They toil in windowless rooms full of strange contraptions sprouting dozens of tendrils of black spaghetti-like cables. They are working with people unsure of their surroundings and starting to wonder why they ever agreed to take part in a human psychology experiment. The students and other research lab members who run those experiments are calming fears, adjusting equipment, and gathering data. They are also getting an education not found in the classroom.
Running a human psychology experiment can be just as educational as attending classes, according to some of those doing the day-to-day laboratory grunt work that turns hypothesis into data and, eventually, research papers.
Jenessa Seymour is earning a Ph.D. in the Neuroscience Program at the University of Illinois, working with deaf populations in Beckman researcher Matt Dye’s Cross-Modal Plasticity Laboratory. They are using the new neuroimaging system in the Diffuse Optical Imaging Laboratory (DOIL) at Beckman to study the effects of deafness on visual functions at the behavioral and neural levels. It is a far different lab experience than Seymour had as an undergraduate in upstate New York.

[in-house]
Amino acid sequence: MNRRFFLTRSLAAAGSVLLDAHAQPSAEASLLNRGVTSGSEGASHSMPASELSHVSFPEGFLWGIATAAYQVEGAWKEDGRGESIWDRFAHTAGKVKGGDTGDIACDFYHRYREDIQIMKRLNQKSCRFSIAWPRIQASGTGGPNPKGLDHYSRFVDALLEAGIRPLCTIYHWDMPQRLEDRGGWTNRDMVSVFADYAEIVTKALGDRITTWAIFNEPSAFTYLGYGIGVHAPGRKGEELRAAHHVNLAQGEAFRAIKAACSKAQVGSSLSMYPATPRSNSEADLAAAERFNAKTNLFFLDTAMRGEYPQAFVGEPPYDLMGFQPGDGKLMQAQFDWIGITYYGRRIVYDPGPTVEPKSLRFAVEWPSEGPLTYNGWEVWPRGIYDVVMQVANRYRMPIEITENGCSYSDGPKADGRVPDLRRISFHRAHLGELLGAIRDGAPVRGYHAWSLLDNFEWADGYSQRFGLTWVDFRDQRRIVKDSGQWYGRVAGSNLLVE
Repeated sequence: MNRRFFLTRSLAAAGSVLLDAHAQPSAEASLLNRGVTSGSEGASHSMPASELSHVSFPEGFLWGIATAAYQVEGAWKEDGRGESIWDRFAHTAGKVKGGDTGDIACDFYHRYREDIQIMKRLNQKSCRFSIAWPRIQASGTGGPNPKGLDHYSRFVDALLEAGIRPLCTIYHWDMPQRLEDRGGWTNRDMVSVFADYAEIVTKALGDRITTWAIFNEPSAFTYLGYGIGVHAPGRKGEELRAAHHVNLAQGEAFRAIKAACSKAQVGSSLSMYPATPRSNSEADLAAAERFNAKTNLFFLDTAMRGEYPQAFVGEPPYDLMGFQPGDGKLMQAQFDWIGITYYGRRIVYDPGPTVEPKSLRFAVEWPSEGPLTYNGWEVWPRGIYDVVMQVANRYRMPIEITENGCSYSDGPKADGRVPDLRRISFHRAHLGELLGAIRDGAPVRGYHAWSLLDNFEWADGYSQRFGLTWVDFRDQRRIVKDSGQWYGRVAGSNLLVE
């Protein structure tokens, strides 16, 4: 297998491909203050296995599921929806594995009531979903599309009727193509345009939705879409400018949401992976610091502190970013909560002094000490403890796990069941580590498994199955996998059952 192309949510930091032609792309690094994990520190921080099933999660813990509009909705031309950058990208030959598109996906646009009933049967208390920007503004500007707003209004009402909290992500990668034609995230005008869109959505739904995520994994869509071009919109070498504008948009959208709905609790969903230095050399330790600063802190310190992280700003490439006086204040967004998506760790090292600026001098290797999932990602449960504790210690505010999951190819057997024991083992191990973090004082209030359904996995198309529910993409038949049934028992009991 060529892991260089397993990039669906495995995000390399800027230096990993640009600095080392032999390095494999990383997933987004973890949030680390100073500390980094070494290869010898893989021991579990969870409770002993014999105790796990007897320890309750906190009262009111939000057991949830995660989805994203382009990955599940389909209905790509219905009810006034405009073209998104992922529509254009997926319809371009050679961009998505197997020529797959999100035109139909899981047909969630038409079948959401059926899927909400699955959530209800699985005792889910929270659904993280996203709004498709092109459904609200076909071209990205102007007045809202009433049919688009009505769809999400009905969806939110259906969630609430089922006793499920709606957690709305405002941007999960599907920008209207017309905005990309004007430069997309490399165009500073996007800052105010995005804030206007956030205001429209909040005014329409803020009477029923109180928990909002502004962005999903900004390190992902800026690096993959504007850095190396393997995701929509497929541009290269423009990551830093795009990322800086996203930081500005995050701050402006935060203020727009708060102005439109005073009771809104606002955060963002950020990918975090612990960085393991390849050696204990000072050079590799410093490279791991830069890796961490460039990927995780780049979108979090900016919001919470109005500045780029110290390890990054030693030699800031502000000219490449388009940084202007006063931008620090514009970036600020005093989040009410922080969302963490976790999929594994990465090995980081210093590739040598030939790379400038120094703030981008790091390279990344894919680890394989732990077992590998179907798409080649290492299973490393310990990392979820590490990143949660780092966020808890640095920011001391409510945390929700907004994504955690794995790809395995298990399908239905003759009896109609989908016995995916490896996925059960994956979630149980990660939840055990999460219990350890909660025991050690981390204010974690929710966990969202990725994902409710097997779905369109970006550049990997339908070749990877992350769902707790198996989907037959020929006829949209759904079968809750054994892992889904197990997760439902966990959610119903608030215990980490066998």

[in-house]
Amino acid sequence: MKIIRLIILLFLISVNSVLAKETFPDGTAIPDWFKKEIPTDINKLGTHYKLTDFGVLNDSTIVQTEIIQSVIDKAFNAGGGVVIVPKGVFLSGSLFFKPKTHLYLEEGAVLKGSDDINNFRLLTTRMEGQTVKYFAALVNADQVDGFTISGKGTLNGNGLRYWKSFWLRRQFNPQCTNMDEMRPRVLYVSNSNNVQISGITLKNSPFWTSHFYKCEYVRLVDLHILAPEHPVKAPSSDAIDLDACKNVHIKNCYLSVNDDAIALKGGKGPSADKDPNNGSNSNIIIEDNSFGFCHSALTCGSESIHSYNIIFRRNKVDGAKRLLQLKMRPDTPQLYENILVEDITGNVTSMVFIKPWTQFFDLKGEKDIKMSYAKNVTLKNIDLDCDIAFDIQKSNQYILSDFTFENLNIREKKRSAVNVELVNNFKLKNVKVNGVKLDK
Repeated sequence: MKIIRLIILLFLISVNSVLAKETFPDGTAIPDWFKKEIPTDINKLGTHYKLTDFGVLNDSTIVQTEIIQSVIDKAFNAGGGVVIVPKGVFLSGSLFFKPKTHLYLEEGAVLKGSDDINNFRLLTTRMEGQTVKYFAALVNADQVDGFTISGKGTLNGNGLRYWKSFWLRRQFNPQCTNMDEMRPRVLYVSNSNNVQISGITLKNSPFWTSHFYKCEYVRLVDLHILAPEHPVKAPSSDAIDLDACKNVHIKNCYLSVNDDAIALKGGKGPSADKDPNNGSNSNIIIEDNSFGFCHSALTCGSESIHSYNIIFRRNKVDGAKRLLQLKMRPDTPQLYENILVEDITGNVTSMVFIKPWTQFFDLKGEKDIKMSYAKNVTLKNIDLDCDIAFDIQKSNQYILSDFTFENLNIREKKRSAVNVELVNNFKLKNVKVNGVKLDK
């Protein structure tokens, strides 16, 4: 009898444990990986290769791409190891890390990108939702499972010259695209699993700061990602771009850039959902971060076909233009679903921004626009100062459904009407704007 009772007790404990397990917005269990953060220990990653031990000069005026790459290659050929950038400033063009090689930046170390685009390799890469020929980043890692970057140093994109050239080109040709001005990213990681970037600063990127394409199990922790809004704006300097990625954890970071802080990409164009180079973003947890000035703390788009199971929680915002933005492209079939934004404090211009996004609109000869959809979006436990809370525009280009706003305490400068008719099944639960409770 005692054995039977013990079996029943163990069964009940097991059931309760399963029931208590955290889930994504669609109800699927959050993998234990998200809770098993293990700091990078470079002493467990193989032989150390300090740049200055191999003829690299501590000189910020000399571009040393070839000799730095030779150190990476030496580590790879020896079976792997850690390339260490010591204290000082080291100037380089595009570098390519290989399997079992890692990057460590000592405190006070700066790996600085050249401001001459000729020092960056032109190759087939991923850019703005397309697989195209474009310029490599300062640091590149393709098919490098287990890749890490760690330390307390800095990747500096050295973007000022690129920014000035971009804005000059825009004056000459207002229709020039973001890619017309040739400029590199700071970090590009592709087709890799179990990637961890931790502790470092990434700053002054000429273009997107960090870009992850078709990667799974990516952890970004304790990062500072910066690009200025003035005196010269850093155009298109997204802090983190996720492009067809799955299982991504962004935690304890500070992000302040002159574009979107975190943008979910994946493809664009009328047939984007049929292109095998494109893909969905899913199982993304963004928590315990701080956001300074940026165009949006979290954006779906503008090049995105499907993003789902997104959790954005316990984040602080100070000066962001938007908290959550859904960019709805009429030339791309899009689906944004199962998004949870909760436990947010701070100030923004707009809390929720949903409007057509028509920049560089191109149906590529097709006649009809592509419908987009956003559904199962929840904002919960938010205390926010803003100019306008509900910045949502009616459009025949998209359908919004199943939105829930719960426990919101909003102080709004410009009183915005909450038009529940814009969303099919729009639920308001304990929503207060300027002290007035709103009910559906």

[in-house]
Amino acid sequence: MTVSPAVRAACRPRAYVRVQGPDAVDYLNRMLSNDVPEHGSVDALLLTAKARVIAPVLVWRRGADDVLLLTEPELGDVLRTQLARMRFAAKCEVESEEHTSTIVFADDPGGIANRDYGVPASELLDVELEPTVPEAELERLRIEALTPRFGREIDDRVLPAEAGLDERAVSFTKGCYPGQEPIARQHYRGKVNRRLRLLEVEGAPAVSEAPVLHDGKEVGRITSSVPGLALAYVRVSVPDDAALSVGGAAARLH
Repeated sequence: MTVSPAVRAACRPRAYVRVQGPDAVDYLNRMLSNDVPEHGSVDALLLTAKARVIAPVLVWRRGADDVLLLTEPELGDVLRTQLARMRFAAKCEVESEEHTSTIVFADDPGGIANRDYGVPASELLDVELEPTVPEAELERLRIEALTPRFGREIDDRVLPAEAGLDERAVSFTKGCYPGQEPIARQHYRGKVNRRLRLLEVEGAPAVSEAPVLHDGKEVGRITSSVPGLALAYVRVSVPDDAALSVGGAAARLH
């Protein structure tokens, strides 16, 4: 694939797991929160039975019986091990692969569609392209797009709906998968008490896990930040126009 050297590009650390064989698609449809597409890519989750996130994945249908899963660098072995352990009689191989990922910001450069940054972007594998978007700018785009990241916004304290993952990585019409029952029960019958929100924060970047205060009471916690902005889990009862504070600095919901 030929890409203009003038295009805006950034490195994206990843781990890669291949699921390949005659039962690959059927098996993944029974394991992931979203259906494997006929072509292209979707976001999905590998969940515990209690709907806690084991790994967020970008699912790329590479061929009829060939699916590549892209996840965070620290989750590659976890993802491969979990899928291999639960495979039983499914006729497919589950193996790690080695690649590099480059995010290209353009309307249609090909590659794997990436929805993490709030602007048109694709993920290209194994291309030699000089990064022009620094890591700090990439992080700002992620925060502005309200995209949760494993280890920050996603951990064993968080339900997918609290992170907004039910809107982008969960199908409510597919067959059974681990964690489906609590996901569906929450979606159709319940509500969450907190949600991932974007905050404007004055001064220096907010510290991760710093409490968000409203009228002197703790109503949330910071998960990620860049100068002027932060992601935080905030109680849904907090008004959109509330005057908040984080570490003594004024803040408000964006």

“I did experiments but they were mostly paper and pencil,” Seymour said. “You had to get very creative because we didn’t have equipment. Beckman is a whole other world.”
But the biggest learning curve for Seymour has been working with a population she had never encountered before, the hearing impaired.
“It gives you a very interesting perspective on a very unique culture,” Seymour said. “It’s really interesting to hear the way they use language; it’s very different from ours. People have this misconception that ASL is just signs for English words and that it’s English grammar, but it’s totally different. It has its own grammar and they have their own way of communicating.”